It's the beginning of the year, and everyone goes into the year saying the same things: “This is the year we are really going to grow our company.”

Senior managers will likely get together and decide on a growth target, and even come up with a strategic plan that outlines their ideas for growth, but how many companies are really successful at accomplishing what they so eagerly set out to do at the beginning of the year?

The reality is that people have a tendency to fall back into their old behaviors and returning to the old way of doing things. They have a problem staying focused on their plan, so the status quo is kept, and the company experiences small gains or remains flat. The main problem lies with accountability. If you set a plan in place, who is ultimately responsible for making sure that all parties will stay the course? A strong, disciplined leader is needed to consistently drill home the changes that need to take place in order to grow.


You have to understand where your strengths and weaknesses are, so you can capitalize on the areas where you excel while continuing to improve on your weaknesses. The old proverb is correct: “To thy own self be true.” Leaders need to reinforce the plan of action that was decided on and hold those folks responsible for implementing the agreed upon plan.

I just mentioned another vital key. If you do not have 100 percent buy in from your staff, or if this is just one person’s plan, the likelihood of success is slim to none. The other problem is the timeliness of the goal. If you don’t roll out your plan until mid-way through the first quarter, your staff may feel it’s already too late, because the launch of your new program is coming after they’ve already missed last month’s budget without ever really knowing what that budget was. It’s like deflating the ball before the game ever starts.

How often do you meet to review and, most importantly, do these meetings produce results? Do you get an agenda well in advance of the meeting, right before the meeting starts, or, worst yet, do you not even get an agenda at all?

I’ve been in senior management meetings that I’ve basically sleep walked through because management continually repeats the same things over and over again, and no one is really held responsible, and the root problems are never brought up or exposed to the light to get resolved.  It’s like Groundhog Day.

It’s easier to just go over the same dreary numbers hoping that someone will land a large project or a big account out of nowhere to save the year because your weak unenforced plans are not working.


Do you have the ability to realize that things aren’t going as planned and quickly adapt to your new reality? Did you lose a key counter person or outside sales person? Is your business being adversely affected as a result? If so, are you able to bring your team together to analyze the best solution for your new problem? In any given year, things will take place that were not scripted or built into your plan, so how fast can you react and turn a negative into a positive?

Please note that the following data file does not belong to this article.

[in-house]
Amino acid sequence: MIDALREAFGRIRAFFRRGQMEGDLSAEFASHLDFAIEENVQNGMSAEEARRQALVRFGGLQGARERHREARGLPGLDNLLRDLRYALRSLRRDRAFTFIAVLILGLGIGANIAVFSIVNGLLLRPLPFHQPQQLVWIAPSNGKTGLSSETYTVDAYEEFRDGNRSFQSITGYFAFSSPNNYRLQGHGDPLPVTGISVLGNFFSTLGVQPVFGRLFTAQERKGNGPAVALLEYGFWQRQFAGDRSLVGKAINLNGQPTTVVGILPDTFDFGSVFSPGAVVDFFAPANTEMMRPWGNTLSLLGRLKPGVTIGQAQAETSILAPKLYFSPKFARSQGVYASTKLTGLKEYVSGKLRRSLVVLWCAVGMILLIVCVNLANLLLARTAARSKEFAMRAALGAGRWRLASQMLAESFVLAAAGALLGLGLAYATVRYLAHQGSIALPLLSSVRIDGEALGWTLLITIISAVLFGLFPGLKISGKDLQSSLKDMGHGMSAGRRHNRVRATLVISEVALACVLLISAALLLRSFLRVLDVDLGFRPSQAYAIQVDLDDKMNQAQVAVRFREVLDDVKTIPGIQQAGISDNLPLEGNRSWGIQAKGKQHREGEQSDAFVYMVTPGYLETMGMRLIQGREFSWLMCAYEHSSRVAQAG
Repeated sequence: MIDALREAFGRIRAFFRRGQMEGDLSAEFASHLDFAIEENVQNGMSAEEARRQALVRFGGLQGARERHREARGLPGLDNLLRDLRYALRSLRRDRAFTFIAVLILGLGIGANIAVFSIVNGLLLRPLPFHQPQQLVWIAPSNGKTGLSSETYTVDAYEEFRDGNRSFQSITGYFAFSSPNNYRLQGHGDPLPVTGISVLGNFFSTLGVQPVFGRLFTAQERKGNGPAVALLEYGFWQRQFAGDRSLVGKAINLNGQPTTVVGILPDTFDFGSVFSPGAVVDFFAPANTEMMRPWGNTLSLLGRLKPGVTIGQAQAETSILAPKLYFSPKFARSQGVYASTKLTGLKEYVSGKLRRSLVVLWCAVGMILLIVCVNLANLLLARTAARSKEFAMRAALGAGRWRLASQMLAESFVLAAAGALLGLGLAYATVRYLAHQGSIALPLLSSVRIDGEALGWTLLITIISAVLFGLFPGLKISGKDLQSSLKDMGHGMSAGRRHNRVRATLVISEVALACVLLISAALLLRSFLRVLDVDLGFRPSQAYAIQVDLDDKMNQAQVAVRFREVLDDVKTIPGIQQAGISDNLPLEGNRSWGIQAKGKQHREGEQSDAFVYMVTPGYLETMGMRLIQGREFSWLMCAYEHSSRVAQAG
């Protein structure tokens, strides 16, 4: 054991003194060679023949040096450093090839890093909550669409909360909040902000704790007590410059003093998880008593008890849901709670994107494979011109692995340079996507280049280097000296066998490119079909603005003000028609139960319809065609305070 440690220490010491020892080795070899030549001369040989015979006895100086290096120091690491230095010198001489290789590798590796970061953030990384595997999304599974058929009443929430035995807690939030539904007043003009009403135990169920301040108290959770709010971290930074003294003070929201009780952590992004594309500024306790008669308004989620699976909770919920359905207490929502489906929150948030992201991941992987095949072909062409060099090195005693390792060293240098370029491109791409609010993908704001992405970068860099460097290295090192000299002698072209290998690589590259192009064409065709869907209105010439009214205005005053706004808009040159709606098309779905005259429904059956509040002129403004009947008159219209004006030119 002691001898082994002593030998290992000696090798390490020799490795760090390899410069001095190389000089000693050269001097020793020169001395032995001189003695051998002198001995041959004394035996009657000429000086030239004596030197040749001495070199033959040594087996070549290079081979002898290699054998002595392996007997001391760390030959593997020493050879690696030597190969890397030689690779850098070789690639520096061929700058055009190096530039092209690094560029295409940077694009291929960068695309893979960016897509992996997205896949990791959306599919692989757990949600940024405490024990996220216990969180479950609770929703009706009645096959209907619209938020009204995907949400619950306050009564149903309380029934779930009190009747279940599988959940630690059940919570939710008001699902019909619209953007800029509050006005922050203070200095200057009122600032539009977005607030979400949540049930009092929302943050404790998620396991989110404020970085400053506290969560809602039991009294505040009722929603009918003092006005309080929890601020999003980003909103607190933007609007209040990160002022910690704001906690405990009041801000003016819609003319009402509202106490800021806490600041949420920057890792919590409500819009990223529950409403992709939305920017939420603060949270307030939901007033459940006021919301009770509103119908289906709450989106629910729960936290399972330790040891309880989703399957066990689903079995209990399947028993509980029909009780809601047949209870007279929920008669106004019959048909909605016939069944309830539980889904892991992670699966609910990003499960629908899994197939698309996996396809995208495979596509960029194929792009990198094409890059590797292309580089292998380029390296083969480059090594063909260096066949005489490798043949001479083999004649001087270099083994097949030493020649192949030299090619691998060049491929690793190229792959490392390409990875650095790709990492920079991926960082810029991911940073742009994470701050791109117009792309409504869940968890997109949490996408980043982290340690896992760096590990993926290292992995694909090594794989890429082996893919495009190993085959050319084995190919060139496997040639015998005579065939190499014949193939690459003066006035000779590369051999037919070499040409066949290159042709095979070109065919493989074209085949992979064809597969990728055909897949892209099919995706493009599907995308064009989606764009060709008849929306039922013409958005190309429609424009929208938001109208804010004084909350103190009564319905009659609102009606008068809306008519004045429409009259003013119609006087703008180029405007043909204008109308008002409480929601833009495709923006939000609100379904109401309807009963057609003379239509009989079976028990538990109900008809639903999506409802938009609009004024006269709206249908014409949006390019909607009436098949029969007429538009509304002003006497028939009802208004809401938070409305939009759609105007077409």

If you want to change behaviors to get more profitable growth out of your company, it’s either going to require a miracle or some good, consistent training. If your growth plan doesn’t include training, then you’re just wishing for growth. If your plan calls for you to roll out a new trip incentive plan for your large customers, then you better train your sales team how to present this, so you get the most traction out of your offering. You need to lay out what is required of the customer to earn the incentive. You must note how often your staff will communicate with your customers. How often will they inform them if they are on course to earn the incentive? Additionally, you must consider how you’re going to track the success of the program.

If you have new counter-based initiative, who is drilling and training with the counter personal? Who is ensuring that what you want offered or said is being done on a regular basis? Change will not happen without someone holding others accountable; sales will not grow no matter how sound your plan is if people refuse to buy into your ideas or if they are not held responsible for implementing what needs to happen for your plan to succeed.

You should allow others to be the trainers. If you ever really want people to know the material they are responsible for, have them teach and train others, not you.

You should do the initial teaching, guiding, and giving direction. Then, when the basics have been drilled in and everyone understands what needs to be done, hand over the responsibilities. At that point, you should make everyone on your team lead a meeting and encourage them to teach an aspect of the program that you’re trying to implement. 

A new voice will wake up your audience and get everyone’s attention, because they know now they could be asked to lead the next meeting. It’s not just important that you and your senior managers know what you are doing, but you need to make darn sure that everyone in the company understands the path you have chosen and that everyone is all in.

I cannot stress this enough: To grow, you need a plan, yes, but it’s worthless unless people are being held accountable to their training and communicating your goals. You need to have smart, measurable, attainable, realistic, and timely (SMART) goals which stands for. Do you have that type of goal set for your company? If not, then it’s fair to say that you don’t know what you’re doing. The time to figure that out was yesterday, because business moves at the speed of sound, so you better quickly pick up the pace or be left behind. Aristotle said, “We are what we do repeatedly do. Excellence is not an act but a habit.”

What habit are you drilling into your people, or are you letting them choice their own habits? Control your destiny, grow, or perish or else head in the other direction. The choice is yours.